Research and advisory firm Gartner predicts that by 2019, up to 30 per cent of new software will be cloud-only. For today's businesses, the cloud already offers clear benefits of agility, scalability, cost and innovation.
If you’re looking to adopt the cloud for your business, thorough pre-planning is essential for a smooth migration. Here’s what you'll need to consider.
The cloud basically means outsourcing your data centre needs to a third party. While this entails little to no capital expenditure, cloud operating costs can be higher. Look beyond the listed price of your cloud plan to the hidden costs that could potentially come back to bite you – such as underused capacity, data transfer costs and troubleshooting.
Servers, networks and data services can all function differently in the cloud. Make sure you update the necessary parts of your computing environment to prepare for this change. Older software that’s no longer sold or supported may not be suitable for the cloud, whereas newer apps may be cloud-ready straight out of the box.
Not all software has cloud-compatible licensing. Software that is locked to a specific hardware ID may not run in the cloud, for example, and there may be restrictions or penalties when sharing certain apps between multiple users and/or devices. Be sure to check this with the software vendor.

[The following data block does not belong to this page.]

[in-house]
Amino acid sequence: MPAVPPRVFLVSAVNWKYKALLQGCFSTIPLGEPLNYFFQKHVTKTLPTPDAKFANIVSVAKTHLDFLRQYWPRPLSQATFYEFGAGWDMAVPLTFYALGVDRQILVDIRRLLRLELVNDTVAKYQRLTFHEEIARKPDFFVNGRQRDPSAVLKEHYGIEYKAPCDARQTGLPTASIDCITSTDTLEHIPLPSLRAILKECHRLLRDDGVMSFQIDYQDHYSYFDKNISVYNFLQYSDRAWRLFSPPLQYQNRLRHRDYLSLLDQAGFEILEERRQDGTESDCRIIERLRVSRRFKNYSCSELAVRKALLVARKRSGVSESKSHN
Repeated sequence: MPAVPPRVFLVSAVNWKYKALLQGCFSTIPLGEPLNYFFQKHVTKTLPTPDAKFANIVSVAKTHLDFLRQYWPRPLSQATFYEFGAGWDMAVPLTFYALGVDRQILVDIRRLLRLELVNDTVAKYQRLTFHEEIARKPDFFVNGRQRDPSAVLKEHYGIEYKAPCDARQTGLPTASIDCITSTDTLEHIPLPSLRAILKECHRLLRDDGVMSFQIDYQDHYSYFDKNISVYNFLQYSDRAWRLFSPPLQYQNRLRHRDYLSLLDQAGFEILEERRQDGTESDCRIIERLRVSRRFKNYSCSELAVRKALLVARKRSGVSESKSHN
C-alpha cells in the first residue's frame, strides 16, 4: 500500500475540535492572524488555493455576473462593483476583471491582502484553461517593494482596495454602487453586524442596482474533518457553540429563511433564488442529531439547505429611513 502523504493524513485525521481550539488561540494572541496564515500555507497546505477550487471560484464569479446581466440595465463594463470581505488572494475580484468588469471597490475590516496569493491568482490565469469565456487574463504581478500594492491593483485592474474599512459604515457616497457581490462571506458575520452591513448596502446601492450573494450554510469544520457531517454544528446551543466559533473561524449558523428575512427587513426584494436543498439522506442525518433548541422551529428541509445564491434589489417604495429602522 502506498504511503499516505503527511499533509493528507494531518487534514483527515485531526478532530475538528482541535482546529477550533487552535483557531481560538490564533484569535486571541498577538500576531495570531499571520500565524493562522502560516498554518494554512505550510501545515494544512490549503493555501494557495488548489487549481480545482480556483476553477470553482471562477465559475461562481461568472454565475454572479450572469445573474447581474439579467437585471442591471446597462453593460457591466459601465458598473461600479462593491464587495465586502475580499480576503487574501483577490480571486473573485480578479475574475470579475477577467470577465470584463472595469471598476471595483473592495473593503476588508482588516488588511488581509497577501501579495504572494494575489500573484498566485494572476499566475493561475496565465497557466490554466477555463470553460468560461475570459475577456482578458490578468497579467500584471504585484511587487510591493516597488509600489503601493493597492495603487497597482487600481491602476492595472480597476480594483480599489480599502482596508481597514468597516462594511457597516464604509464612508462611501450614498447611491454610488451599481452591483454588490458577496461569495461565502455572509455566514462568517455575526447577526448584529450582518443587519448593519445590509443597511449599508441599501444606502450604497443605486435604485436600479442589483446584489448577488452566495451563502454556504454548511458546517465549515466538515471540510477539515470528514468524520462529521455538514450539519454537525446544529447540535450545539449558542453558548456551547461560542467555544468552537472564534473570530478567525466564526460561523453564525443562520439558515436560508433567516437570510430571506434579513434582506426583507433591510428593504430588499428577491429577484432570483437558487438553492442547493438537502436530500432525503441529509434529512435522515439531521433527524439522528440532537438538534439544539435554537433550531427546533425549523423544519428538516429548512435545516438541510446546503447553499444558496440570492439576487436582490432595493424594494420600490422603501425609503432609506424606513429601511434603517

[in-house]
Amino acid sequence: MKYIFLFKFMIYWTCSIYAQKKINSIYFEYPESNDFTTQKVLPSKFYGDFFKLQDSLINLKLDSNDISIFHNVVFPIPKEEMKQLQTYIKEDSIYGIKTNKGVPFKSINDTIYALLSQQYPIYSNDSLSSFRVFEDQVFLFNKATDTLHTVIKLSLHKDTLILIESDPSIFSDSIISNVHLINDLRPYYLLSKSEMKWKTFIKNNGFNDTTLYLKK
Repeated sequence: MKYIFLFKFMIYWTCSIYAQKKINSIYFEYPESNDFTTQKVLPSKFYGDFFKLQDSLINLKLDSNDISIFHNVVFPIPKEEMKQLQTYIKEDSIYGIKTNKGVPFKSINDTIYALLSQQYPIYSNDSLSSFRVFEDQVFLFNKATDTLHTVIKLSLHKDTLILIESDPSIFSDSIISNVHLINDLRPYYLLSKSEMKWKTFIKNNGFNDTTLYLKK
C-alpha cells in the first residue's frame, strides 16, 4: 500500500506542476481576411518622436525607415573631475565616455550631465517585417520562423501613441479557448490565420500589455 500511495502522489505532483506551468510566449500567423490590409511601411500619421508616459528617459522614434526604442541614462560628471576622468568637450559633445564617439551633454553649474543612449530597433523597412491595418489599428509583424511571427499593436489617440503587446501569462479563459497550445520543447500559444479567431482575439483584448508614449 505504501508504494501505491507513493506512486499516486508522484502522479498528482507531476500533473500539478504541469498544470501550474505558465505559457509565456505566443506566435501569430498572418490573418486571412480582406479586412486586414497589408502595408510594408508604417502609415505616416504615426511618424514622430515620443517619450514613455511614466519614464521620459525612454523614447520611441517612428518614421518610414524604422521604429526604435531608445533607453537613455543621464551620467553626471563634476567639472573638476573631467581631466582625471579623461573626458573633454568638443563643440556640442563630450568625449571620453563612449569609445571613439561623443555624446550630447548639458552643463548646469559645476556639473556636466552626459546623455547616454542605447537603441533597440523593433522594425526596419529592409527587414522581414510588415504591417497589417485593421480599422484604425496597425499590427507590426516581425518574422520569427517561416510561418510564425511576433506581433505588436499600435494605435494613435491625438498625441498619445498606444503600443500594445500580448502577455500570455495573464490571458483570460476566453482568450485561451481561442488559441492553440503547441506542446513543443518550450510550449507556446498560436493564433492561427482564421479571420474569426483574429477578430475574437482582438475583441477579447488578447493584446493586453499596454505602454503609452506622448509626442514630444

An app that requires five nines reliability (i.e. working 99.999 per cent of the time) may not meet service expectations in the public cloud, where the service level objective (SLO) can be much lower (e.g. 99.95 per cent for Google Compute Engine). Cloud-native apps usually take this into account, but other software may require a redesign.
5. Technical support
Many business-critical applications have strict performance requirements. A cloud provider may only give limited support, or none when something goes wrong with a migrated application. In such cases, a fully integrated cloud-native app may be the better option.
6. Data migration
Moving databases into the cloud can be tricky, even when you have the best tools available. Make sure you back up everything locally just in case you need to roll anything back. It’s also important to consider data portability – some cloud providers use metadata that you can’t easily export to other platforms.
7. Governance and security
Cloud-based applications can be secure, but because you don’t own the hardware, this is a risk you’ll need to factor in. Ultra-sensitive data – for example, key intellectual property or personal medical information – may not be suitable for public cloud storage.
Migrating to the cloud is a great way to get the same IT services with both greater flexibility and at less cost. Following this checklist can ensure that your business transitions without a hitch.